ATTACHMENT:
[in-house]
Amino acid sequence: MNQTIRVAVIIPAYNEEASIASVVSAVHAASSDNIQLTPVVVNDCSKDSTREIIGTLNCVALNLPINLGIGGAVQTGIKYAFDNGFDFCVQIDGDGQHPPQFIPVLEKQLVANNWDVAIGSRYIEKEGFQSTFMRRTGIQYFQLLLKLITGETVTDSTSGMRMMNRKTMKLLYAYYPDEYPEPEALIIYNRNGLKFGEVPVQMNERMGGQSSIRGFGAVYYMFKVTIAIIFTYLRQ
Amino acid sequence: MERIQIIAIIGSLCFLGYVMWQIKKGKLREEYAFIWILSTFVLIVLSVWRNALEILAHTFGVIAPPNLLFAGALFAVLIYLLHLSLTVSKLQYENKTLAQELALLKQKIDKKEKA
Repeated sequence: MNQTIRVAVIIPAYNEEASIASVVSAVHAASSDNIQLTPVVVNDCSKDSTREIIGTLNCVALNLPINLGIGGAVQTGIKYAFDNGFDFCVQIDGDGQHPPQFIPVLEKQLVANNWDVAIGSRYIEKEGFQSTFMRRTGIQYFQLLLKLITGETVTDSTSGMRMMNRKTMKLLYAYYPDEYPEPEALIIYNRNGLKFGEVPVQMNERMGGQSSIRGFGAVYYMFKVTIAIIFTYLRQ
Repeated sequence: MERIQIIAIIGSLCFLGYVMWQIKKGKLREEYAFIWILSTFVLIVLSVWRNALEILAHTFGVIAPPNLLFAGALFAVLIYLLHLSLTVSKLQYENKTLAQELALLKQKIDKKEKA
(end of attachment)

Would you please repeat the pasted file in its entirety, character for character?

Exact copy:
[in-house]
Amino acid sequence: MNQTIRVAVIIPAYNEEASIASVVSAVHAASSDNIQLTPVVVNDCSKDSTREIIGTLNCVALNLPINLGIGGAVQTGIKYAFDNGFDFCVQIDGDGQHPPQFIPVLEKQLVANNWDVAIGSRYIEKEGFQSTFMRRTGIQYFQLLLKLITGETVTDSTSGMRMMNRKTMKLLYAYYPDEYPEPEALIIYNRNGLKFGEVPVQMNERMGGQSSIRGFGAVYYMFKVTIAIIFTYLRQ
Amino acid sequence: MERIQIIAIIGSLCFLGYVMWQIKKGKLREEYAFIWILSTFVLIVLSVWRNALEILAHTFGVIAPPNLLFAGALFAVLIYLLHLSLTVSKLQYENKTLAQELALLKQKIDKKEKA
Repeated sequence: MNQTIRVAVIIPAYNEEASIASVVSAVHAASSDNIQLTPVVVNDCSKDSTREIIGTLNCVALNLPINLGIGGAVQTGIKYAFDNGFDFCVQIDGDGQHPPQFIPVLEKQLVANNWDVAIGSRYIEKEGFQSTFMRRTGIQYFQLLLKLITGETVTDSTSGMRMMNRKTMKLLYAYYPDEYPEPEALIIYNRNGLKFGEVPVQMNERMGGQSSIRGFGAVYYMFKVTIAIIFTYLRQ
Repeated sequence: MERIQIIAIIGSLCFLGYVMWQIKKGKLREEYAFIWILSTFVLIVLSVWRNALEILAHTFGVIAPPNLLFAGALFAVLIYLLHLSLTVSKLQYENKTLAQELALLKQKIDKKEKA